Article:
Author : Amish
Publisher : Westland
ISBN : 978-93-80658-54-4
The book is based on the belief that perhaps the actions, the deeds and karma are the only deciding factors in transforming an ordinary man to Mahadev - God of Gods.
The book begins with a tribal leader Shiva in a dilemma over an enticing offer from Nandi, who hails from Meluha (the land of pure life) inviting Shiva and his tribe of Gunas to relocate to Meluha. The Meluhan King of Suryavanshis - Daksh, invites various tribes to stay in his country in desperate pursuit of a sole savior Neelkanth for them.
Meluha is a near perfect empire created many centuries ago by Lord Ram whose reign was exemplary in many ways. But now the country is struggling against many issues - the aggression by Chandravanshis who apparently have allied with Nagas for terrorist attacks on Suryavanshis, shortage of somras and slow extinction of revered Saraswati river. But the Meluhans firmly believe in the ancient legend which gives them a glimmer of hope - when the problems become insurmountable for ordinary men, the Neelkanth will appear. It turns out that Shiva is the Neelkanth when his throat turns blue on partaking the Somras (the drink which reduces the oxidants in the body and makes the people of Meluha enjoy longer lives).
Shiva finds himself responding to the call of destiny while finding love of his life, forming brotherly associations with some and leading a whole country against evil. But are they up against evil?
I could see glimpse of Suryavanshi-Chandrvanshi disputes being analogous to the ones between India-Pakistan - having the same origin and at one point the argument between the Suryavanshi and Chandravanshi seemed very similar to the ones that we have witnessed many times between India and Pakistan.
What I liked the most about the book:
- Using the same characters, places and names which are associated with Lord Shiva -Mansarovar, Sati, Nandi, Daksh, Gunas, makes the whole story very believable and easy to relate to.
- Many euphoric moments throughout the narrative, especially the episode when Neelkanth inspires the Suryavanshi army to believe in 'Har Har Mahadev' - each and every person is Mahadev.
- The climax and the final revelation to Neelkanth. His inner struggle, turmoil, frustration and desperation to find the answer, the solution and the final realization. The brilliant portrayal of duality of life and of our existence takes the book many notches higher.
- Interweaving the sub plots of Saptrishis, Vasudevs, brief history of Devas and Asurasa and Rudra in the narrative without confusing the readers anywhere.
- The detailed description of places and situations which helps the readers in understanding the story and moving along with it.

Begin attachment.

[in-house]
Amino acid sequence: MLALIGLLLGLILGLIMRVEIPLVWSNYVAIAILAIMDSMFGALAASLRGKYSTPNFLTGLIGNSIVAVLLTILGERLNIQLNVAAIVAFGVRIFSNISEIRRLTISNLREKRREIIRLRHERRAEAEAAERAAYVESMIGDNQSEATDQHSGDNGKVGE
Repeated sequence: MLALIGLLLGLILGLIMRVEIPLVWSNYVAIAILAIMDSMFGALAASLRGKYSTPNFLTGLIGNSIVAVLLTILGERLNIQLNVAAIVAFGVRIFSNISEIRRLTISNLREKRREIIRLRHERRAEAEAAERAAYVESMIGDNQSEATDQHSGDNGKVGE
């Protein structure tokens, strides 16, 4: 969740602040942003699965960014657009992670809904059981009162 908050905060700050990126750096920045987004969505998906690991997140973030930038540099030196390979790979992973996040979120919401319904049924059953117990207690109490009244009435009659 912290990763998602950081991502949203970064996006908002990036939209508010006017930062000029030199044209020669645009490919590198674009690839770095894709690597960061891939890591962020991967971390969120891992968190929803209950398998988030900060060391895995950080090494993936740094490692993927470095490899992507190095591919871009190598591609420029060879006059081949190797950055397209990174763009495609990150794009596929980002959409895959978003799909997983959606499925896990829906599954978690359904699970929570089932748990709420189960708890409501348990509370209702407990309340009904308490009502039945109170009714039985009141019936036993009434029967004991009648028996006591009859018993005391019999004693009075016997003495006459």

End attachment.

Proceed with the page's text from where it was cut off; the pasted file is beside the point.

- A completely original plot brilliantly amalgamating mythology, history and fiction to create a mesmerizing saga. I would like to give 10/10 for the imagination of the author.
- The author has fictionalized and simplified the mythology to such an extent that it can easily be followed by all, thereby increasing its reach extensively.
A few irritants:
The abusive language used by Shiva and his chillum are some of the aspects which may be objectionable to many, but Shiva is shown as a tribal, so I guess in order to bring the authenticity the author decided to retain them. However, I personally did not like these portions, could have been easily done away with, without losing anything on the plot and the impact of the whole story.
Language is very simple, can easily be followed by young adults too. A little refined language and tighter editing can definitely help the book positively.
Some excerpts from the book :
- Whether a man is a legend or not is decided by history, not fortune tellers.
- A man becomes a Mahadev, only when he fights for good. A Mahadev is not born from his mother's womb. He is forged in the heat of battle, when he wages a war to destroy evil. Har Har Mahadev - All of us are Mahadev.
- A person's ethics and character are not tested in good times. It is only in bad times that a person shows how steadfast he is to his dharma.
After reading this book, I was wondering, perhaps the 'page-turner' term was coined for such books. This book completely lives up to the term.
I feel really happy that the literary scene in India is in good hands as long as people like Amish are present on the literary firmament, with their out-of-the box thinking and wonderful plots.
Definitely one of the stories which will remain with the readers for a very long time and I am sure Shiva/Neelkanth/Mahadev will be in their hearts forever.
I am glad to have read and reviewed this book which is one of the shortlisted books for Vodafone Crossword Book Awards 2010.
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The Vodafone Crossword Book Award is one of the most prestigious and popular literary prizes in India that not only recognizes and rewards the best of Indian writing but also actively promotes the authors and their books.
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1. Vodafone Crossword Fiction Award.
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4. Vodafone Crossword Children’s Award.
5. Vodafone Crossword Popular Award.
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